The Secret to Raising Children with Love: My Father’s Greatest Parenting Advice
Our children need to know that we are never too high to bend down and listen to their cries.
It’s funny but 26 years cannot erase the feel of my father’s hand holding mine.
Despite the passing years, I am still that little girl pining for her father. Out of my closet I take out a small box. Gingerly, I finger my father’s yarmulke, the one I put away for myself. I lift it up, inhale and take in my father’s familiar scent. I close my eyes and hear my father beside me again. I catch his laugh, his booming voice as we’d enter the house and he’d call out, “Gorgeous children! I’m so happy to see you!” My children would run into his outstretched arms and spend precious time playing together, sharing stories and hugs.
I wish I would have had the sense to ask him the many questions that pop into my mind today. “Abba, how did you lose all those you love in the flames of the Holocaust and still hold onto your fiery faith? How could you have gone through such suffering and pain and yet you gave us only love?”
I never heard my father raise his voice in anger. I realize now how extraordinary this is. My father had difficult days. He had to begin his life over again as an orphan in a new country. Being a community rabbi, teaching Hebrew school to kids who had no interest in being there, pioneering a traditional synagogue together with my mother in a spiritual wilderness while raising us – all this must have taken incredible mental strength and emotional energy. What was his secret?
The answer comes to me, wrapped in a moment in time that speaks to me today.
We were at a family celebration. The band was playing loudly, the room was packed with people. One of my children, a toddler at the time, was on the floor crying. I was feeling overwhelmed. My father walked over, scooped my child up and settled him onto his broad 6-foot-2 shoulders.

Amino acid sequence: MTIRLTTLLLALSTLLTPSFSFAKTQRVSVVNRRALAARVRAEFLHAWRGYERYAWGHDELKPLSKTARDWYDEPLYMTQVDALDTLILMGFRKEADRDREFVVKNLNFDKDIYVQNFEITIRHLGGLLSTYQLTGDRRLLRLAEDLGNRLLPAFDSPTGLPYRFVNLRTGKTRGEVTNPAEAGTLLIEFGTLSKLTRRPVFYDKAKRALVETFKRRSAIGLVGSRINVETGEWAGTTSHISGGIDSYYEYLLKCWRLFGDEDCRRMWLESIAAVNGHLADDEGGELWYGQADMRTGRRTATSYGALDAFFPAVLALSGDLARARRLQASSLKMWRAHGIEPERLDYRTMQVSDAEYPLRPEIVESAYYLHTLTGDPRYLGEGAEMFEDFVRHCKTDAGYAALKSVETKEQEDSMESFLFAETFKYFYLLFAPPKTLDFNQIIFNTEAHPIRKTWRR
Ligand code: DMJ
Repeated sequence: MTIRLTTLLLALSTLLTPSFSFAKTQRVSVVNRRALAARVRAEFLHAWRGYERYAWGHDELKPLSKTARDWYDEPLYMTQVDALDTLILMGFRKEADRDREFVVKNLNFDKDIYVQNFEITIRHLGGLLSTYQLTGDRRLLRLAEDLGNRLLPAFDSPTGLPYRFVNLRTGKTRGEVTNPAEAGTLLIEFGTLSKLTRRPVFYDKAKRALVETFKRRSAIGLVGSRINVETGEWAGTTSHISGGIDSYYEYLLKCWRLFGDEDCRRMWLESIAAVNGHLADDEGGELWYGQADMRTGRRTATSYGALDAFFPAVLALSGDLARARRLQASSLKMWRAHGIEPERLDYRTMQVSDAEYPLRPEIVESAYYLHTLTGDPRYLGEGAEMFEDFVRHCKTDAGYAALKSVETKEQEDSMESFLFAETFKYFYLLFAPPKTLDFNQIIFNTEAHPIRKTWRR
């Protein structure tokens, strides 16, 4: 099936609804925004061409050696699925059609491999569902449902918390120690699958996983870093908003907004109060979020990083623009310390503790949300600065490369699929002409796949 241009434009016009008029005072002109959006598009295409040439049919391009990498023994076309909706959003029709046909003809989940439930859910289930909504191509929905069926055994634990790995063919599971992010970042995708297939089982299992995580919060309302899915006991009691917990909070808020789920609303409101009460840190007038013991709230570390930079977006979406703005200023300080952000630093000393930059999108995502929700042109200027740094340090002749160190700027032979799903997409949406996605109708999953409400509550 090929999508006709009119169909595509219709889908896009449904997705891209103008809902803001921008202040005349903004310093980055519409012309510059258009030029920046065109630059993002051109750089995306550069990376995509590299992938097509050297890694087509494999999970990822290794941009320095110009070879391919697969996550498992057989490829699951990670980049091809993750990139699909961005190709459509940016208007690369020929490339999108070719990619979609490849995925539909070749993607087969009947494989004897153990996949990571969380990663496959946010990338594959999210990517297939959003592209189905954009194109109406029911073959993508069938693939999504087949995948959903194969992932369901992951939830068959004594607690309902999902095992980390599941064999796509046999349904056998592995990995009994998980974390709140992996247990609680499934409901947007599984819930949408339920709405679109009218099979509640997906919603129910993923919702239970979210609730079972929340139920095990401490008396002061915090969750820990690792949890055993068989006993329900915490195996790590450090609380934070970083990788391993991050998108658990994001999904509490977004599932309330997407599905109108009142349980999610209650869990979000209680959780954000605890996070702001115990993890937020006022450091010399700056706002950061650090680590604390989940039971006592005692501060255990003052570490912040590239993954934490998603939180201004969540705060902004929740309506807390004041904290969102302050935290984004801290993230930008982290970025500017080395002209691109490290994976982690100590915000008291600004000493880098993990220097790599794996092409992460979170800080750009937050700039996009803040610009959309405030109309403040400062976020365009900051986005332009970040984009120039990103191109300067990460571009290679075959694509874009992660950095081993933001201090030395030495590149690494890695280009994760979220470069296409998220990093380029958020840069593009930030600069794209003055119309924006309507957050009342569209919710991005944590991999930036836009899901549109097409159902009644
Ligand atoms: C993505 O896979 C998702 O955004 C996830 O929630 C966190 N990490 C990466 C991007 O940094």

“Sheyafalah (sweet dear),” my father said to me with his magnificent smile, “Never be so high that you cannot bend down to hear the cry of a child.”
It took just a moment. But I realize now the wisdom that my father was trying to teach me. We grow tired. We are stressed or simply not in the mood to hear our children and deal with their tears. No matter their age, whether they express it or not, they need us. And if we are too removed, if we are too weary, we will find ourselves in a place where we have created a distance that makes it difficult to bend down and listen to the cries of our child.
We need to bend down, look into our children’s eyes and put our energy into raising each child up.
This is true especially now when our world is spinning out of control. Children are losing their emotional balance. They need parents who can extend to them a sense of spirit, the courage to live each day with strength despite the chaos that surrounds us. Instead of raising our hands in exasperation, we need to bend down, look into our children’s eyes and put our energy into raising each child up. This means that when our children show us through their actions or words that something is not right, that they are in turbulence or pain, we have the ability to connect to them.
I believe that my father was teaching me the truth of unconditional love. No matter what you’ve done, my child, no matter how hard the times are, know this for now and forever. I am your mother, I am your father. I am here for you. My love for you does not mean that I will always love your behavior or approve of your actions. But it does mean that we will show our love to you all the time.
Every child has another way of translating the definition of a parent’s love. Whether this means that we take the time to hear your voice, write an encouraging note, give a warm hug or spend more time together, know that we are here for you.
Let us remember that children will act like children. If we love them only when they please us and meet our expectations, they will not feel genuinely loved. They will come to feel they can never be good enough or smart enough for our hearts to be open to them. This does not mean that we do not discipline or give consequences when needed. It does mean that our children’s greatest emotional need is the knowledge that we are never too high to bend down and listen to their cries.
May these words be in the merit of my father’s neshamah: HaRav Meshulem halevi ben HaRav Asher Anschil zt’l, whose yahrzeit is this week.